• Then, complete the routine- The dog walk, the weight room, the flag football in the back yard with your kids.
  • Finally – reward yourself.  Maybe not with a quart of Ben and Jerry’s, but definitely with something that causes your brain to store the routine for future use. The reward might be a bath with lavender oil, or a cup of green tea with your favorite magazine.   Once it “stores” (you IT guys will get this part) you will be able to do it again almost automatically.

I think it would be inspiring to hear from some of you who’ve been able to make –Just Move - a part of your lifestyle.  If you are a hard-core exercise fanatic, we can learn from you too, so please share your secrets.   As for me – the next time the C-Fitters call – I’ll be there.  

5 responses to Paula Dean Glazed-Bacon Donut Bad – And What To Do About It


I made a New years Resolution to take only the stairs when I am at the TCCB that makes for the equivalent of like 10 flights at least twice a day. It has helped me fit some kind of movement into my day and coupled with eating better , I have lost some weight. Much easier to work out when it is a part of your day and not something I have to block out time for. (Just don't try to talk to me right away if you see me emerging on the 5th floor because it takes a while for me to catch my breath!)

Number 1 Myth about Exercise

I found an article that linked me to a very interesting learning about Myths about exercise... I am having trouble making the link work here so I'll just share that it says the #1 Myth about exercise is that "X is the Best Form of Exercise" implying someone can really pick a best form of exercise over all others. The article goes on to say, "... You want to know the real best form of exercise? It’s the one you love. It’s the one you are motivated to do regularly and train hard at. It’s the one you want to keep improving at. That one is best." I think we make exercise harder than it needs to be. Do something, anything relatively active and do it all the time because you *love* to not because you have to. Welcome to CMC, Peg! I'm glad you invite us to share our ideas here. I'm looking forward to meeting you someday! Jerry Dickerson, PMP Project Manager, Corporate IS, Community Administrative Support Building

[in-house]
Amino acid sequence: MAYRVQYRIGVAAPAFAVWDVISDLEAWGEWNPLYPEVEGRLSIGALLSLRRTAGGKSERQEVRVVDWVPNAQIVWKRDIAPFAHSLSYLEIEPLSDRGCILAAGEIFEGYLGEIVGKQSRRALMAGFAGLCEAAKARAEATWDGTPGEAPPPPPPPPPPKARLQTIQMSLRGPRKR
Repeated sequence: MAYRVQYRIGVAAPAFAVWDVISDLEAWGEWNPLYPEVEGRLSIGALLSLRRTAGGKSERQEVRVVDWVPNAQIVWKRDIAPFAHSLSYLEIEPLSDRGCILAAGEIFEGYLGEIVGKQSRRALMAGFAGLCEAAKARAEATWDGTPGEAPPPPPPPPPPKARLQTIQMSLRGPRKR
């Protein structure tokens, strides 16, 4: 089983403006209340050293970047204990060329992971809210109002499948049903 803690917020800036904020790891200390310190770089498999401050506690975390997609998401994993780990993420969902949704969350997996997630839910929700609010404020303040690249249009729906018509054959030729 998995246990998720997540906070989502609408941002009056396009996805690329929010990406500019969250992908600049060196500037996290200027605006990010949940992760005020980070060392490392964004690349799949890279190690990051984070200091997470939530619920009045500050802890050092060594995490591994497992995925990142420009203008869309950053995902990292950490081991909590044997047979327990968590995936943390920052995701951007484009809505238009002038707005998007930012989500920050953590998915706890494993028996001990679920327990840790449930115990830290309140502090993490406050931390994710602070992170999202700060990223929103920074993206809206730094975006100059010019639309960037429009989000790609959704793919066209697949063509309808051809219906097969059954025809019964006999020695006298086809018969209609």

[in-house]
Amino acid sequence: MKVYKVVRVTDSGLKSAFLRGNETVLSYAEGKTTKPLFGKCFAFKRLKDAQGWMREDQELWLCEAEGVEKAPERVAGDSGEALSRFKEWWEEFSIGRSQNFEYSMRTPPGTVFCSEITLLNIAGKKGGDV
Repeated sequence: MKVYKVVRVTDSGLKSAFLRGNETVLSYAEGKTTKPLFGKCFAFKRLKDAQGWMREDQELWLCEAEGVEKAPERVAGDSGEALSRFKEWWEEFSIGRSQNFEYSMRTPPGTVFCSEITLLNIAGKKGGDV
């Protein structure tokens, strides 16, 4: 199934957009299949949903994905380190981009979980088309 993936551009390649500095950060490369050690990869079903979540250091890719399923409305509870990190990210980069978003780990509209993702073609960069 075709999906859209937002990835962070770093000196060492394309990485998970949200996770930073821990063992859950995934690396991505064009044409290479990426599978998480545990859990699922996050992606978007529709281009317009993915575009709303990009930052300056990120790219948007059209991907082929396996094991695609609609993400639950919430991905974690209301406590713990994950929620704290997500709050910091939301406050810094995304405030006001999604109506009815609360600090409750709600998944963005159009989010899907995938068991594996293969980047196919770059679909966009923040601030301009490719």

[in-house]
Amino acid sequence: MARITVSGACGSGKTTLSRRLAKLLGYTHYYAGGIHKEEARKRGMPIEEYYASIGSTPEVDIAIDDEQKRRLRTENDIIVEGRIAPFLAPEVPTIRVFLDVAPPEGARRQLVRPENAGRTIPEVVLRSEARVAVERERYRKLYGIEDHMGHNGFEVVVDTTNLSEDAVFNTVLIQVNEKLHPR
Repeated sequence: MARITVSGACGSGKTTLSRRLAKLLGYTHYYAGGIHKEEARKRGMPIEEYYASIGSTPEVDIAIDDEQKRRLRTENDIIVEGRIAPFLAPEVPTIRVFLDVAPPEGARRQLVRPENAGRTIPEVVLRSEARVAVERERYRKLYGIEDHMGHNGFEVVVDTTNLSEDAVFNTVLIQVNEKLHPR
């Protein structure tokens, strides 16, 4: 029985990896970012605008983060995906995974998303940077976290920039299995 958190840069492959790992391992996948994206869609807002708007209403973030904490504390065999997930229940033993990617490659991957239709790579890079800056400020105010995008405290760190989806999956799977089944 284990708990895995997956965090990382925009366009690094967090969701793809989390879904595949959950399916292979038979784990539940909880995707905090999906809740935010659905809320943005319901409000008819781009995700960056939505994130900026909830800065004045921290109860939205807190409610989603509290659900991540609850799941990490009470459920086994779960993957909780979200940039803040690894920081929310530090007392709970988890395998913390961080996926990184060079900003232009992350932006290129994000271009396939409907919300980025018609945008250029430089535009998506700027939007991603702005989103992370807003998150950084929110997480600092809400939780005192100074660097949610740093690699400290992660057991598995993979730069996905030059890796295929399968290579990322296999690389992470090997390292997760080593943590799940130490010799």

Exercise Myths

You're so right. In the old days I was a runner, but my knees disagree with that choice now so I've turned to the eliptical. Thanks for the blog-back! Peg

It takes two

Peg thanks for sharing this valuable information.I would have to say that the times I’ve been successful at exercising regularly/staying fit, have been when I have had some company. My sister and I use to go to the gym twice a day when I was in college and when C-fit was around, I participated in a number of different events with them. The social aspect of being active with a buddy or group makes it fun! It truly brings people together, even if it is just to complain about how sore you are:).

It Takes Two

I completely agree! I enjoy meeting friends at the gym...but my most loyal exercise companion is my dog Sammy! Thanks for your comment! Peg